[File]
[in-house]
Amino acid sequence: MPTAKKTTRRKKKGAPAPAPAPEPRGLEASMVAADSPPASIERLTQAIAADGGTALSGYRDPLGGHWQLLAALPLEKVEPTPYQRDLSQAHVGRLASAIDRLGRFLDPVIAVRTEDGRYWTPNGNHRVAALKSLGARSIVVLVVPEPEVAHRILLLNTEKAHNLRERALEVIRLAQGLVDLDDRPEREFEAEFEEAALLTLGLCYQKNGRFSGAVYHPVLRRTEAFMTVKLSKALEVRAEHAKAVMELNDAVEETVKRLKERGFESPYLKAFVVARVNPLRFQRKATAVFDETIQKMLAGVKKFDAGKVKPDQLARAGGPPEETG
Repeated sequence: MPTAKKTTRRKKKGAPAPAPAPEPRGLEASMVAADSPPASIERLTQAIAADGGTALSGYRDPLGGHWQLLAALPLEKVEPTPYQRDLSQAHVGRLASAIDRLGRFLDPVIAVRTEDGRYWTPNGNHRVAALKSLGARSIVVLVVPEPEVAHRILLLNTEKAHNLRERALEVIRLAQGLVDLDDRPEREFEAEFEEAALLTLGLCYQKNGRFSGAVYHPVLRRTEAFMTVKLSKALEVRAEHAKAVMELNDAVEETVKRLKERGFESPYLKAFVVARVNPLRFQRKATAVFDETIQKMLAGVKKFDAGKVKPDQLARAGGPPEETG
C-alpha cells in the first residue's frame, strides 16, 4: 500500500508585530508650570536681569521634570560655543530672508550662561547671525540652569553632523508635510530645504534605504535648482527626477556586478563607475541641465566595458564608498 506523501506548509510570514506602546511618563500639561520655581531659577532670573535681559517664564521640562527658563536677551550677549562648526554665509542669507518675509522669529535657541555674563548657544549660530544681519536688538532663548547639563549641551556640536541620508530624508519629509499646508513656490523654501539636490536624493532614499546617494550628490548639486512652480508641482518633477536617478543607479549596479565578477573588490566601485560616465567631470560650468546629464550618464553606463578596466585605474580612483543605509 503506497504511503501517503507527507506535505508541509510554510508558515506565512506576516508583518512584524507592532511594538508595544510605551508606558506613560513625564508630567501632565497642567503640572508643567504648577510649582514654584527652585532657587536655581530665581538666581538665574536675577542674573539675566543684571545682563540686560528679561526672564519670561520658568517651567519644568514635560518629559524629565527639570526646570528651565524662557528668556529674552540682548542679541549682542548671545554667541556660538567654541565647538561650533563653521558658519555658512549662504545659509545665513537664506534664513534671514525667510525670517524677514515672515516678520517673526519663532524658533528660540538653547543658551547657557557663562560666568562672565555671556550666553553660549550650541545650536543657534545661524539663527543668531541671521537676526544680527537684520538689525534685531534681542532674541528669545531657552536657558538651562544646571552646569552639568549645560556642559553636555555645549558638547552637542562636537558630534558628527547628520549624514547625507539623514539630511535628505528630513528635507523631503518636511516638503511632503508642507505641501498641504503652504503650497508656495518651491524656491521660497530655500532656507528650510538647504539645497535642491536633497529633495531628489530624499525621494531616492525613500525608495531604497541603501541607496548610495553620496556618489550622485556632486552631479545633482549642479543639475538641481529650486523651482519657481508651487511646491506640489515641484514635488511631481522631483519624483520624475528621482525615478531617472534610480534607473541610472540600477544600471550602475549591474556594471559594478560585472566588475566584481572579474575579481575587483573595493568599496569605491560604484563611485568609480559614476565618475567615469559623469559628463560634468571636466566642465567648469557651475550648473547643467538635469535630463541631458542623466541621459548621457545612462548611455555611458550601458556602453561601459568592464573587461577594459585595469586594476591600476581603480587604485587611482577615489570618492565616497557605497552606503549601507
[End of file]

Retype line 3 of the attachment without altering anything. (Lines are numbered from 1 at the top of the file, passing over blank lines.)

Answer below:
Repeated sequence: MPTAKKTTRRKKKGAPAPAPAPEPRGLEASMVAADSPPASIERLTQAIAADGGTALSGYRDPLGGHWQLLAALPLEKVEPTPYQRDLSQAHVGRLASAIDRLGRFLDPVIAVRTEDGRYWTPNGNHRVAALKSLGARSIVVLVVPEPEVAHRILLLNTEKAHNLRERALEVIRLAQGLVDLDDRPEREFEAEFEEAALLTLGLCYQKNGRFSGAVYHPVLRRTEAFMTVKLSKALEVRAEHAKAVMELNDAVEETVKRLKERGFESPYLKAFVVARVNPLRFQRKATAVFDETIQKMLAGVKKFDAGKVKPDQLARAGGPPEETG